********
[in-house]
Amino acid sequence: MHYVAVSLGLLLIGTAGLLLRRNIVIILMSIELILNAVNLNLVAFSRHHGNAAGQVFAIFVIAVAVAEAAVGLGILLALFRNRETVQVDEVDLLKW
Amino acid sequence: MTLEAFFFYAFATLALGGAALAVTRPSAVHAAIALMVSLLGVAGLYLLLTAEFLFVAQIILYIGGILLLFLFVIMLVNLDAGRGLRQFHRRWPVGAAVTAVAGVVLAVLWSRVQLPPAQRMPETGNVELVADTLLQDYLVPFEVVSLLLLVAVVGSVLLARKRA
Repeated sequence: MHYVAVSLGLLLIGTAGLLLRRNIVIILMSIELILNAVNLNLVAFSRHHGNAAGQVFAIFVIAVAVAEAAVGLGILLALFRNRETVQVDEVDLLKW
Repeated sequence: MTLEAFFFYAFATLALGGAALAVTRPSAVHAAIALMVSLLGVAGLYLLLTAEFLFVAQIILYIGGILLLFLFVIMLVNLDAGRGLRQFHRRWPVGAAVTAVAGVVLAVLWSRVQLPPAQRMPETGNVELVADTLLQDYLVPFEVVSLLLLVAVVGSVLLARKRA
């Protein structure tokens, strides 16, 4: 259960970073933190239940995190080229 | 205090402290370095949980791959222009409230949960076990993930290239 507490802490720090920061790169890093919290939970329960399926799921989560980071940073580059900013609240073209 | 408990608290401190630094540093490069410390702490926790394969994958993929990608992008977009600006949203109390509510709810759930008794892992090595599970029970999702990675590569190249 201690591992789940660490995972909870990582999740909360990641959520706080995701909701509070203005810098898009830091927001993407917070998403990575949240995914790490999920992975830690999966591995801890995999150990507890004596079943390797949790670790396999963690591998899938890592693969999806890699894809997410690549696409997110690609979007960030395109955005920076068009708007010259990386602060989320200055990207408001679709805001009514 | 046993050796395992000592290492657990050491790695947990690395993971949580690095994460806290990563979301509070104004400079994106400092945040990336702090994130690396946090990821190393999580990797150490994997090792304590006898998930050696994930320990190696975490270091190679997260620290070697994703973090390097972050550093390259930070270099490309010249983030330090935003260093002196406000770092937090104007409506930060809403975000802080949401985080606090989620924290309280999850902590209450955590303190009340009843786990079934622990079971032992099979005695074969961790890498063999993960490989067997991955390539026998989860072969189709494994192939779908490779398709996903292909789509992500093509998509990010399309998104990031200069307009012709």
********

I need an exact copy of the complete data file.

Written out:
[in-house]
Amino acid sequence: MHYVAVSLGLLLIGTAGLLLRRNIVIILMSIELILNAVNLNLVAFSRHHGNAAGQVFAIFVIAVAVAEAAVGLGILLALFRNRETVQVDEVDLLKW
Amino acid sequence: MTLEAFFFYAFATLALGGAALAVTRPSAVHAAIALMVSLLGVAGLYLLLTAEFLFVAQIILYIGGILLLFLFVIMLVNLDAGRGLRQFHRRWPVGAAVTAVAGVVLAVLWSRVQLPPAQRMPETGNVELVADTLLQDYLVPFEVVSLLLLVAVVGSVLLARKRA
Repeated sequence: MHYVAVSLGLLLIGTAGLLLRRNIVIILMSIELILNAVNLNLVAFSRHHGNAAGQVFAIFVIAVAVAEAAVGLGILLALFRNRETVQVDEVDLLKW
Repeated sequence: MTLEAFFFYAFATLALGGAALAVTRPSAVHAAIALMVSLLGVAGLYLLLTAEFLFVAQIILYIGGILLLFLFVIMLVNLDAGRGLRQFHRRWPVGAAVTAVAGVVLAVLWSRVQLPPAQRMPETGNVELVADTLLQDYLVPFEVVSLLLLVAVVGSVLLARKRA
């Protein structure tokens, strides 16, 4: 259960970073933190239940995190080229 | 205090402290370095949980791959222009409230949960076990993930290239 507490802490720090920061790169890093919290939970329960399926799921989560980071940073580059900013609240073209 | 408990608290401190630094540093490069410390702490926790394969994958993929990608992008977009600006949203109390509510709810759930008794892992090595599970029970999702990675590569190249 201690591992789940660490995972909870990582999740909360990641959520706080995701909701509070203005810098898009830091927001993407917070998403990575949240995914790490999920992975830690999966591995801890995999150990507890004596079943390797949790670790396999963690591998899938890592693969999806890699894809997410690549696409997110690609979007960030395109955005920076068009708007010259990386602060989320200055990207408001679709805001009514 | 046993050796395992000592290492657990050491790695947990690395993971949580690095994460806290990563979301509070104004400079994106400092945040990336702090994130690396946090990821190393999580990797150490994997090792304590006898998930050696994930320990190696975490270091190679997260620290070697994703973090390097972050550093390259930070270099490309010249983030330090935003260093002196406000770092937090104007409506930060809403975000802080949401985080606090989620924290309280999850902590209450955590303190009340009843786990079934622990079971032992099979005695074969961790890498063999993960490989067997991955390539026998989860072969189709494994192939779908490779398709996903292909789509992500093509998509990010399309998104990031200069307009012709």